To combat this I used a few techniques. First, the rear end of my panels overhangs my davits which have a two pretty rigid port/starboard 1.5" tubes around a foot apart. So I used 4 short tubes with T's to connect my rearmost panel mounting tube to the davits making triangles. This prevents sag and also makes that part of the frame rigid and resistant to fore/aft motion.

Second, I used a 3rd cross tube about 1/4 down the panel. So, the foremost cross tube is close to the panels leading edge. The 2nd tube about a 1/4 down the panel, and the 3rd very rigid tube right at the panel training edge.

Third, I put a little "pre-bend" in the front two tubes before bolting the panels to it. This helped but even with all of that, there's still a little sag.
I'm honestly a little surprised that sagging under it's own weight is an issue given the amount of snow they're designed to withstand on a residential roof. My concern was mostly for dynamic flex from wind and bouncing cracking the glass. What type of panels do you guys have? When were they made?


My hope was to use the panel itself as part of the structure, to save weight. I think I'll mount them the way I'm currently planning, and if I decide I need support in the middle, I can add a third athwartship tube across the middle of the panels. If the bimini frame ends up needing reinforcement, I'll figure that out.

All of the high efficiency flexible panels I found were crazy expensive, at least $600 for 100W. I figured I'd give the heavy rigid panels a try first. Two 365W panels shipped were less than $800 and the mounting hardware is probably going to come to less than $300.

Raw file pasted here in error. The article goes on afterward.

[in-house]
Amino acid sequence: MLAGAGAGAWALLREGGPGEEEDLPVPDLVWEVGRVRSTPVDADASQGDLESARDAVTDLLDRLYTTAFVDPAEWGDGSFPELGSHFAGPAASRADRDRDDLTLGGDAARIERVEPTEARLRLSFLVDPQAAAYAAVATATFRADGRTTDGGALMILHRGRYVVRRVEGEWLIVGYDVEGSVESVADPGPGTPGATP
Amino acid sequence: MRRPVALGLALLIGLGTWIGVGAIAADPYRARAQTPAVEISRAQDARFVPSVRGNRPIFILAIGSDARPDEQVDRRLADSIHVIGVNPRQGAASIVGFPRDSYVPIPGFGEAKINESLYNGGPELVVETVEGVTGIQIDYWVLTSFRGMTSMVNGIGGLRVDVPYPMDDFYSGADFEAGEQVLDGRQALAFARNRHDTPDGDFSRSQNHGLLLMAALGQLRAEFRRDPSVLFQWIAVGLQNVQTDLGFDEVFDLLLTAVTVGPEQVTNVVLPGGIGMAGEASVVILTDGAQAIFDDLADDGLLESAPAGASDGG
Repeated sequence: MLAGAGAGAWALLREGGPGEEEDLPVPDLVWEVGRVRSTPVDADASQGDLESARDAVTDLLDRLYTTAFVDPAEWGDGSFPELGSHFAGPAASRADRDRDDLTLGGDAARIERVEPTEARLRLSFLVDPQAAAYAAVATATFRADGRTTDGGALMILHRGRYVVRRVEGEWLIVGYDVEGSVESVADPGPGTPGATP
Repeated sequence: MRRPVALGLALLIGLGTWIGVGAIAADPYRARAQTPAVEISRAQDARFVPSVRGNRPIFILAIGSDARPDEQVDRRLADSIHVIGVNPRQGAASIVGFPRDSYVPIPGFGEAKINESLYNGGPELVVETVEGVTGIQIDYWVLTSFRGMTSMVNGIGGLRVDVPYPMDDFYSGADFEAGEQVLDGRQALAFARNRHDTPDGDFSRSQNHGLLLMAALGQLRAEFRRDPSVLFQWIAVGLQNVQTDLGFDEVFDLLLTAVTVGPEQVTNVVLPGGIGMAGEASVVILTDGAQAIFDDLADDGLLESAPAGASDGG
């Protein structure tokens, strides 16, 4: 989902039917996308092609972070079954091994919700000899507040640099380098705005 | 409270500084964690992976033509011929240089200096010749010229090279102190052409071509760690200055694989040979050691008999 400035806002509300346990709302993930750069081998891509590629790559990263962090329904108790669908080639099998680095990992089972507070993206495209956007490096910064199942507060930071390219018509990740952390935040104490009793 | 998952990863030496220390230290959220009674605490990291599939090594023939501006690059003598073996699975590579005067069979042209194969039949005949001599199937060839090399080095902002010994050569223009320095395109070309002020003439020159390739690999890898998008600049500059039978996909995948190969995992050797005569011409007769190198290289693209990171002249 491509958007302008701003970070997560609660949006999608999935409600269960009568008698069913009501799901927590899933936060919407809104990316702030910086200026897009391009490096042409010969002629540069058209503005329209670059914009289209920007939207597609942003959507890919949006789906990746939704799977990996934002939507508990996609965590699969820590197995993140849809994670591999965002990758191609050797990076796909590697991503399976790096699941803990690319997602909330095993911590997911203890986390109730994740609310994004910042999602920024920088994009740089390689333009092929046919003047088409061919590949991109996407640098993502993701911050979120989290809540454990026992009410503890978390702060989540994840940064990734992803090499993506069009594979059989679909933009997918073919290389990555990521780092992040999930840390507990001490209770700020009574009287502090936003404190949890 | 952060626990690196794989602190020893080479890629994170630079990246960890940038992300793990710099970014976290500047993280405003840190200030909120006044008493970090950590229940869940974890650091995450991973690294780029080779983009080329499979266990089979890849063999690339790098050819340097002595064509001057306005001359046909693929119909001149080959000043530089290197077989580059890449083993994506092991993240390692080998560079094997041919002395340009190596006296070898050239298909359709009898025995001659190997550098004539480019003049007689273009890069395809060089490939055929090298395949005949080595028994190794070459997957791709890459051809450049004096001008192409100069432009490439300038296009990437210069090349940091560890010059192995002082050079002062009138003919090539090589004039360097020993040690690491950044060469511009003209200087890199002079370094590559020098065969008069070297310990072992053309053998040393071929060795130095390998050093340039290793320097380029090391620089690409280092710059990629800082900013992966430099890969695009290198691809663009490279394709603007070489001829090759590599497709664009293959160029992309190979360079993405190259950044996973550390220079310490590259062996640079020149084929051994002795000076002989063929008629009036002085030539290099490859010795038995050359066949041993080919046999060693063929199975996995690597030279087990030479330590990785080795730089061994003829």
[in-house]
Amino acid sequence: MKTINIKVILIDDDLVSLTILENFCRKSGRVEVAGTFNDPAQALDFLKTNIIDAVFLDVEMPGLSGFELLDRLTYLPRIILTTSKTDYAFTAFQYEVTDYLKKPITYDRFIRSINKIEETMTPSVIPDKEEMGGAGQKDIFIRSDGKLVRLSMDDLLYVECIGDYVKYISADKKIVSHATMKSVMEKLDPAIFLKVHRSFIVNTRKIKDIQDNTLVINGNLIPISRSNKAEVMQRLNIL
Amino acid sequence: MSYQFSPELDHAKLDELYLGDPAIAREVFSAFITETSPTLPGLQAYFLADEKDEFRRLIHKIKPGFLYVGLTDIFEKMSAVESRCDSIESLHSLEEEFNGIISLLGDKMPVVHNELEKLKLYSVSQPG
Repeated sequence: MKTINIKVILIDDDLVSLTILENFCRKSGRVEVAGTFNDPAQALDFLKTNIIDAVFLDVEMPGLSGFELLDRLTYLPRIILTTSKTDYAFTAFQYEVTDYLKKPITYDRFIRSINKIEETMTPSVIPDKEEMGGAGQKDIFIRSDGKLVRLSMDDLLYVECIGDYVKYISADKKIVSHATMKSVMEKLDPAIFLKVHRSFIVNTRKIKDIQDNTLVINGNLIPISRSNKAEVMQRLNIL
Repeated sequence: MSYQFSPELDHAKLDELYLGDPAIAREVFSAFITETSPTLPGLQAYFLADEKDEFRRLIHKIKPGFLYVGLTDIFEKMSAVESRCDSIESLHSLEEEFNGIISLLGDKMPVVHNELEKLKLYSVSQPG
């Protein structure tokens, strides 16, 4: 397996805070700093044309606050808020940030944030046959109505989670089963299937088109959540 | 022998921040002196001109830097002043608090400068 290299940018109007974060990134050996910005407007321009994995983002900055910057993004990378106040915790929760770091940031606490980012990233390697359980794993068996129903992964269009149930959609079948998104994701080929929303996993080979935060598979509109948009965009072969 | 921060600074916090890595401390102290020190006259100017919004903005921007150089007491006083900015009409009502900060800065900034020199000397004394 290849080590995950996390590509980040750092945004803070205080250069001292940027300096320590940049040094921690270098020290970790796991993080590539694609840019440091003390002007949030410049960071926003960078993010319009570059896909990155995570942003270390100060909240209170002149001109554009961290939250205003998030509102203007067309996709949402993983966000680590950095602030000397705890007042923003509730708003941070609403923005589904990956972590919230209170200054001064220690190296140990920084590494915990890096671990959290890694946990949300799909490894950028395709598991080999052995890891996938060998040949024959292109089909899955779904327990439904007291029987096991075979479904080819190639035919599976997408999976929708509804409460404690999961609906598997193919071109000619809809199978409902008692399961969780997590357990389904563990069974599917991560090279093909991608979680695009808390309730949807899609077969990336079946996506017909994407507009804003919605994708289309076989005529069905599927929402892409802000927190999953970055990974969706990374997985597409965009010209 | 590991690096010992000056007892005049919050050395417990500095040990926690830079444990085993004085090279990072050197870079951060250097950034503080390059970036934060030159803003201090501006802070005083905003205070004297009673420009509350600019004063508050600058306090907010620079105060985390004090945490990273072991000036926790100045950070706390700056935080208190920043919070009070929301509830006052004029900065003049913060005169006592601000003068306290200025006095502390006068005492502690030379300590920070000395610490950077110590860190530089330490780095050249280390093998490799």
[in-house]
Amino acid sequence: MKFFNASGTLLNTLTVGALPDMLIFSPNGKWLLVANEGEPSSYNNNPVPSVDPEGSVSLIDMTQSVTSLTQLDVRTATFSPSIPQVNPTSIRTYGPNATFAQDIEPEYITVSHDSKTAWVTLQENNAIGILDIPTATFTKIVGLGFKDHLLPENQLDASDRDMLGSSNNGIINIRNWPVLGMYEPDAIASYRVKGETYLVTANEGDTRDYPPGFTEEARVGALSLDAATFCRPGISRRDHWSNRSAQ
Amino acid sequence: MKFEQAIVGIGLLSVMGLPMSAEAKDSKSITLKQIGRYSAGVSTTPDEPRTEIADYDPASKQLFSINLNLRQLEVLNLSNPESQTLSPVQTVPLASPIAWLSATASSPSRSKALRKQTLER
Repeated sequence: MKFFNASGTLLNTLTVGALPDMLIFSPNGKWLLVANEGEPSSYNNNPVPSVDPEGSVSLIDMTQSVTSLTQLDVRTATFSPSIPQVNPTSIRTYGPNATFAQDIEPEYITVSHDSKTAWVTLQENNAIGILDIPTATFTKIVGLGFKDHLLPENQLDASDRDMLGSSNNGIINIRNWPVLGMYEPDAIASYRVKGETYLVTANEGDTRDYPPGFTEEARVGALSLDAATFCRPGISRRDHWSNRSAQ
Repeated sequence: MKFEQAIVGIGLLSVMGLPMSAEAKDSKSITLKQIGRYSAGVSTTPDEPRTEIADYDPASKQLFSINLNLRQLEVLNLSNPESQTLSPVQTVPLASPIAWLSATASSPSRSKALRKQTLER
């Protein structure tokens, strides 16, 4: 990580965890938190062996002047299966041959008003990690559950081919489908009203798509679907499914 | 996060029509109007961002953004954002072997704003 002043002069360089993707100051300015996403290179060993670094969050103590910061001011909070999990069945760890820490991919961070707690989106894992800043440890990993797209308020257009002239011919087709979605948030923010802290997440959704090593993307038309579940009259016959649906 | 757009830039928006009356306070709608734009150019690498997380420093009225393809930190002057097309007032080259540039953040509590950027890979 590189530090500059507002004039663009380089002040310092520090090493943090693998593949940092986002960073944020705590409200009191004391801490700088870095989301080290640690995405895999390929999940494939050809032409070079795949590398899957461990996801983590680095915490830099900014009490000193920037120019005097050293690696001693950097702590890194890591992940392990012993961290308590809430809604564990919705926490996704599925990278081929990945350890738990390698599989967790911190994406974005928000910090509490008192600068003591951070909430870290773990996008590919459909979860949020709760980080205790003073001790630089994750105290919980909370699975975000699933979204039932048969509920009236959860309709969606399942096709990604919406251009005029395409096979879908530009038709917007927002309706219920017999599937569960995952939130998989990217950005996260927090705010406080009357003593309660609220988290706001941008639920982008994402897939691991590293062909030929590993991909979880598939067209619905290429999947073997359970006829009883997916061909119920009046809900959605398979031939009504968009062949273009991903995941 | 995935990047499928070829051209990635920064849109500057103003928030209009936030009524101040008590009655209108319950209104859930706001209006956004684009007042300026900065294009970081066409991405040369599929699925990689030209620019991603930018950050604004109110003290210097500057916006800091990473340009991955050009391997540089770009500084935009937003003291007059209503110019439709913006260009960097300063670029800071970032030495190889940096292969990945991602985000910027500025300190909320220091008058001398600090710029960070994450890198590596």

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Old 21-10-2021, 12:50   #13
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Re: Solar panel strength and mounting

There is no way a normal Bimini is going to hold 90 lbs. you would need to brace the heck out of it. Or Yiu need a whole custom struture. Normally an arch on the back. That is why flexible are used on Biminis. They are like 8lbs.
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Old 21-10-2021, 13:27   #14
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Re: Solar panel strength and mounting

Quote:
Originally Posted by Muaddib1116 View Post
I'm honestly a little surprised that sagging under it's own weight is an issue given the amount of snow they're designed to withstand on a residential roof. My concern was mostly for dynamic flex from wind and bouncing cracking the glass. What type of panels do you guys have? When were they made?
Its not the PANEL that is sagging, its the tube its mounted to.

I have Newpowa 210W panels

FWIW Mine is tied into my davits and my overhead 2" steel traveler arch. Just tying to a bimini frame I would not think sufficient. Mine is OVER the bimini but not tied to it.

Also, use triangulation as much as possible for strength and rigidity.
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Old 21-10-2021, 13:31   #15
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Re: Solar panel strength and mounting

Quote:
Originally Posted by flightlead404 View Post
Its not the PANEL that is sagging, its the tube its mounted to.

I have Newpowa 210W panels

FWIW Mine is tied into my davits and my overhead 2" steel traveler arch. Just tying to a bimini frame I would not think sufficient. Mine is OVER the bimini but not tied to it.

Also, use triangulation as much as possible for strength and rigidity.
Ok, so the panel itself was rigid enough. I will hopefully be able to set all this up next week sometime without the canvas, and I'll get a good idea of how the frame will take the weight and how my mounting system works. Thanks.